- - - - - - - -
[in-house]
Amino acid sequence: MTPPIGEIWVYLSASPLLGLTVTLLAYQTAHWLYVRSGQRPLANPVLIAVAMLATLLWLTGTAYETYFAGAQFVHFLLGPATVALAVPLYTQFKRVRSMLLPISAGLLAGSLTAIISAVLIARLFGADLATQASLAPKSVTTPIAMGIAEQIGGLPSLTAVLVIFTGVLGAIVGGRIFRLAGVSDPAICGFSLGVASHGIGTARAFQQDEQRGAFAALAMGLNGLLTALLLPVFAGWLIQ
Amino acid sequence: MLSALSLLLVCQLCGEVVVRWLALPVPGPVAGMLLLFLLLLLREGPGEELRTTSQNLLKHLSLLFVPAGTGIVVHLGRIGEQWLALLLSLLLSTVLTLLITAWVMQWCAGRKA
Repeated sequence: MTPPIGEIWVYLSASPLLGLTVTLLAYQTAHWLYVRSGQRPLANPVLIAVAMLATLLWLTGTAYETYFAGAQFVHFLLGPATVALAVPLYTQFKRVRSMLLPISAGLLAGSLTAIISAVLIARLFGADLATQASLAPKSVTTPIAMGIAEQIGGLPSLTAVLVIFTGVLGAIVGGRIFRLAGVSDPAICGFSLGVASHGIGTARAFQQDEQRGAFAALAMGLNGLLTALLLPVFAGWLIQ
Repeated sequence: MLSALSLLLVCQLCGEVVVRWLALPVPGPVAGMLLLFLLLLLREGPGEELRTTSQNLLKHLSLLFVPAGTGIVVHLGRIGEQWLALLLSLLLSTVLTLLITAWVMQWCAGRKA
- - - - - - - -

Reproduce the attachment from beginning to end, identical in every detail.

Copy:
[in-house]
Amino acid sequence: MTPPIGEIWVYLSASPLLGLTVTLLAYQTAHWLYVRSGQRPLANPVLIAVAMLATLLWLTGTAYETYFAGAQFVHFLLGPATVALAVPLYTQFKRVRSMLLPISAGLLAGSLTAIISAVLIARLFGADLATQASLAPKSVTTPIAMGIAEQIGGLPSLTAVLVIFTGVLGAIVGGRIFRLAGVSDPAICGFSLGVASHGIGTARAFQQDEQRGAFAALAMGLNGLLTALLLPVFAGWLIQ
Amino acid sequence: MLSALSLLLVCQLCGEVVVRWLALPVPGPVAGMLLLFLLLLLREGPGEELRTTSQNLLKHLSLLFVPAGTGIVVHLGRIGEQWLALLLSLLLSTVLTLLITAWVMQWCAGRKA
Repeated sequence: MTPPIGEIWVYLSASPLLGLTVTLLAYQTAHWLYVRSGQRPLANPVLIAVAMLATLLWLTGTAYETYFAGAQFVHFLLGPATVALAVPLYTQFKRVRSMLLPISAGLLAGSLTAIISAVLIARLFGADLATQASLAPKSVTTPIAMGIAEQIGGLPSLTAVLVIFTGVLGAIVGGRIFRLAGVSDPAICGFSLGVASHGIGTARAFQQDEQRGAFAALAMGLNGLLTALLLPVFAGWLIQ
Repeated sequence: MLSALSLLLVCQLCGEVVVRWLALPVPGPVAGMLLLFLLLLLREGPGEELRTTSQNLLKHLSLLFVPAGTGIVVHLGRIGEQWLALLLSLLLSTVLTLLITAWVMQWCAGRKA